Speculation rife as Gillard gobbles cyber security

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Speculation rife as Gillard gobbles cyber security

Cabinet control of security a good thing, sources say.

Julia Gillard will take command of cyber security policy away from the Attorney-General’s Department (AGD) under a sweeping cabinet reshuffle that also claimed the scalp of Federal Attorney-General, Robert McClelland.

In a single line buried within the Prime Minister’s press speech, but not read by Gillard, the Federal Government announced that “responsibility for cyber security policy will move from the Attorney-General’s portfolio to my portfolio”.

The Attorney General's Department and Prime Minister and Cabinet (PMC) could not immediately say what the changes mean for Australia's cyber security agencies.

Requests for clarification from the PMC's cyber security area were not returned by the time of publication.

Staff within cyber security agencies told SC it was "business as usual" as they had not been informed of changes.

But government and industry insiders say the move could give teeth to the upcoming cyber security whitepaper being drafted by Prime Minister and Cabinet.

Former AGD staff told SC more involvement in cyber security matters by PMC would bode well for the industry. They said it could bring Cabinet support to fix the string of gaps expected to be identified in the paper to be released mid next year.

Insiders also said it could also pave the way for Australia to install a cyber security tsar and a security clearing house recommended by a House of Representatives committee.

The closest government head to a cyber tsar is national security adviser Dr Margot McCarthy and deputy national security adviser and former Defence Signals Directorate official, Rachel Noble.

Both are focused on a broad spectrum of security issues that include counter-terrorism efforts.


Robert McClelland became Federal Attorney-General in 2007. During his tenure he established the cyber security agency CERT Australia and helped spearhead PMC’s cyber security whitepaper with defence minister Stephen Smith and communications minister Stephen Conroy.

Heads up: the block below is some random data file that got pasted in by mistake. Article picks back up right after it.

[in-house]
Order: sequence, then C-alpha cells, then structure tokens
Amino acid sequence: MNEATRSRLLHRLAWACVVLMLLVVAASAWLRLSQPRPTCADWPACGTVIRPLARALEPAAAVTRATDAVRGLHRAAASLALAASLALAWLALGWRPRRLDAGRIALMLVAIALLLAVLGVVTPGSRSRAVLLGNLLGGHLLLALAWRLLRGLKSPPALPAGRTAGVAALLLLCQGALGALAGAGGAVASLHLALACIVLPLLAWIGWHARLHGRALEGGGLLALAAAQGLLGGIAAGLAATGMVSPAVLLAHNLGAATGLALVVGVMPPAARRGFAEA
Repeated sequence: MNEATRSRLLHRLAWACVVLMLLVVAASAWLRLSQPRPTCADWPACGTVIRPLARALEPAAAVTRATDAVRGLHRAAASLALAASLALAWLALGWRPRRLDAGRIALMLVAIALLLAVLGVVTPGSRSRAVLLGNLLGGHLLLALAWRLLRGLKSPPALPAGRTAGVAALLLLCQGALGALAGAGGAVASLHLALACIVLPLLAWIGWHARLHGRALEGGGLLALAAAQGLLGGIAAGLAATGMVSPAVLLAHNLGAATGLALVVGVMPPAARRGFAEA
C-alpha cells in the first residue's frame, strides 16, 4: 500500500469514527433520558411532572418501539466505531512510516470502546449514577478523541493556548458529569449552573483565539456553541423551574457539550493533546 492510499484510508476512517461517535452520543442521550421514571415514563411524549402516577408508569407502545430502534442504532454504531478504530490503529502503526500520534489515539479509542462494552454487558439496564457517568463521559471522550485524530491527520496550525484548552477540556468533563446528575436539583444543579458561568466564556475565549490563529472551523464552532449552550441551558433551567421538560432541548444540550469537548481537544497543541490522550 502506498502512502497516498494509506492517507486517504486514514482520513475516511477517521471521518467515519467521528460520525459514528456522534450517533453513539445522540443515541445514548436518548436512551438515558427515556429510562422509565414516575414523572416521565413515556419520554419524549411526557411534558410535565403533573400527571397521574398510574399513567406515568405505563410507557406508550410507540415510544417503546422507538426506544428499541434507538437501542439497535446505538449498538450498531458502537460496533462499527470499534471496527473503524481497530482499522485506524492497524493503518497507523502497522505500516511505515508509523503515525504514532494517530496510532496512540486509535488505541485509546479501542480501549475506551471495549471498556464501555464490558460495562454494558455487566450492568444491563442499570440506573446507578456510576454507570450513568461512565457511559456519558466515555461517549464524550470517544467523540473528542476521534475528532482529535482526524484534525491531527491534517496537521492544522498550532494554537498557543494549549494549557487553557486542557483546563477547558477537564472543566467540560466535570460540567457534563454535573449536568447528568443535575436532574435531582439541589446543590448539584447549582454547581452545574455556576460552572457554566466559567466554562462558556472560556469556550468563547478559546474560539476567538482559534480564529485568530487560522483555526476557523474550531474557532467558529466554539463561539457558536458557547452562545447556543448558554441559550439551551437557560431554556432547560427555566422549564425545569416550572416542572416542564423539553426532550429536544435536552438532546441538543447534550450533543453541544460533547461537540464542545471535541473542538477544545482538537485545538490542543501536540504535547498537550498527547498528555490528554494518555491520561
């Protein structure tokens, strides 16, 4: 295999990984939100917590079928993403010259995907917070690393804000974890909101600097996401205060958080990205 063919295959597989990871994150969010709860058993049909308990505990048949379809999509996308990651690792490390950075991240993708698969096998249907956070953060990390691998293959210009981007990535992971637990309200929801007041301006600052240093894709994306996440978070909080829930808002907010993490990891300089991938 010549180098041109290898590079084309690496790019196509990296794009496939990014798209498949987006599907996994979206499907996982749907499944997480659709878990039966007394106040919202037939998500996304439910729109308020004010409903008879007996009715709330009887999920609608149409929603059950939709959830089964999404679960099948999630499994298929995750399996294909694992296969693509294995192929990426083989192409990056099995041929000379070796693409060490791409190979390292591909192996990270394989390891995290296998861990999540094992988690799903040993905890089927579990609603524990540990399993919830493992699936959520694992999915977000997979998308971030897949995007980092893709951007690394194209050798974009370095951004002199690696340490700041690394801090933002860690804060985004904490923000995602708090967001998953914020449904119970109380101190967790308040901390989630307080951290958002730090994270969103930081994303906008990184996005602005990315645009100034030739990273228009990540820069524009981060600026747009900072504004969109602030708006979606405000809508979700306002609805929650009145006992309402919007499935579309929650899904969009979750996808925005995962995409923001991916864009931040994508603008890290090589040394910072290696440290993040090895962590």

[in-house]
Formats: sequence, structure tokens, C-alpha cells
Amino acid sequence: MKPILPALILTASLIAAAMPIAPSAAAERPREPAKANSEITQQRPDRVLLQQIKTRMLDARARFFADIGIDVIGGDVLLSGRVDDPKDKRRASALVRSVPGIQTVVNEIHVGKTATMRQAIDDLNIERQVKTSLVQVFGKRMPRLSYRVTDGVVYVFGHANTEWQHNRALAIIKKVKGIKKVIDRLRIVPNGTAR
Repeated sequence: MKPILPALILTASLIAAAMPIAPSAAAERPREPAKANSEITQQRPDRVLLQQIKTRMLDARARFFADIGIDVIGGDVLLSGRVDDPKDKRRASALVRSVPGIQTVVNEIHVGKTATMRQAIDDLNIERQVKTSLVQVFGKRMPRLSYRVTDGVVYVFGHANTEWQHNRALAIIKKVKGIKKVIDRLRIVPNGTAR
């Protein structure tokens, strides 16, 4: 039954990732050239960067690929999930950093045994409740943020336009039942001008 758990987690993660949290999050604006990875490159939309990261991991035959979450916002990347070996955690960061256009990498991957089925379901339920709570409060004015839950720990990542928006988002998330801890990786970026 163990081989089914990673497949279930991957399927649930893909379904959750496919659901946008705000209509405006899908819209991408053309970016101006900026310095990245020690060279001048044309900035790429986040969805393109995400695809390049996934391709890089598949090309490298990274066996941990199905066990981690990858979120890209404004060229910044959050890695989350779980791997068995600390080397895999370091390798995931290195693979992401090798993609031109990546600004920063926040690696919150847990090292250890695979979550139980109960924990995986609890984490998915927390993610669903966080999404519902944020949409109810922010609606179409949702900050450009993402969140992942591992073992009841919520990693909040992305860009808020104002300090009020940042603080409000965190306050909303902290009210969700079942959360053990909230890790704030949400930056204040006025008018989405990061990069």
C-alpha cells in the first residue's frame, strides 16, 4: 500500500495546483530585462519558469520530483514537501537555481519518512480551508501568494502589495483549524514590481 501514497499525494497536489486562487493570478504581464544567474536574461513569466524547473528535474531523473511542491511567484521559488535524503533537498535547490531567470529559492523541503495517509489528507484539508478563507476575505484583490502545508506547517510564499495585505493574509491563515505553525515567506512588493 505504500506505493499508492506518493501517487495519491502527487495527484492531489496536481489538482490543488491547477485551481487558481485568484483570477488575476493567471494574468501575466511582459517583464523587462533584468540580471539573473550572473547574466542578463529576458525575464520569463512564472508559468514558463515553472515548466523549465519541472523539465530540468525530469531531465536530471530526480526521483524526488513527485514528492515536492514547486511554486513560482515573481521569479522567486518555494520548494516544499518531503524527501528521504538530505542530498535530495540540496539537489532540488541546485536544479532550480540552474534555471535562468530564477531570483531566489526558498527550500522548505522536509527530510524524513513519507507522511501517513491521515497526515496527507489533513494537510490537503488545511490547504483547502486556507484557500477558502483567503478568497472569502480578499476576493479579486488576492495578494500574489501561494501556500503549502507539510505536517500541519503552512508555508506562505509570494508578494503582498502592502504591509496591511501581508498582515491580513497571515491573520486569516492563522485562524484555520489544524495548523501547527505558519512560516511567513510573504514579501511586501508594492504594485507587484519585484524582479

But several former AGD staff said outgoing McClelland had failed to solve the “big problems” in Australia's cyber security arrangements.

“Generally speaking it is considered that he did not do much,” one senior source said.

“There were many problems – the big one is imbalance in funding between cyber security agencies, that the funding is not going to the right agencies.”

SC understands that ASIO had mopped up the lion’s share of cyber security funding, starving CERT Australia of much-needed cash.

McClelland's office could not be reached for comment.

Sources said former Liberal Attorney-General Philip Ruddock and Daryl Williams had taken “more interest” in developing Australia’s cyber security capabilities.

Ruddock told SC that during his tenure as Attorney-General, he considered information security a "very significant matter".

"We were very alert to it," Ruddock said. "When I had those responsibilities, a trademark of mine was to act properly and quickly on matters on which I was advised. You cannot afford to contemplate and cogitate long on these matters because they move on quickly."

However Ruddock acknowledged that information security threats were "very embronic" during that time and had become more complex during McClelland's term of office.

McClelland will be replaced as Attorney-General by outgoing Health Minister Nicola Roxon and will remain in Cabinet overseeing disaster management housing affordability and homelessness.

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Copyright © SC Magazine, Australia


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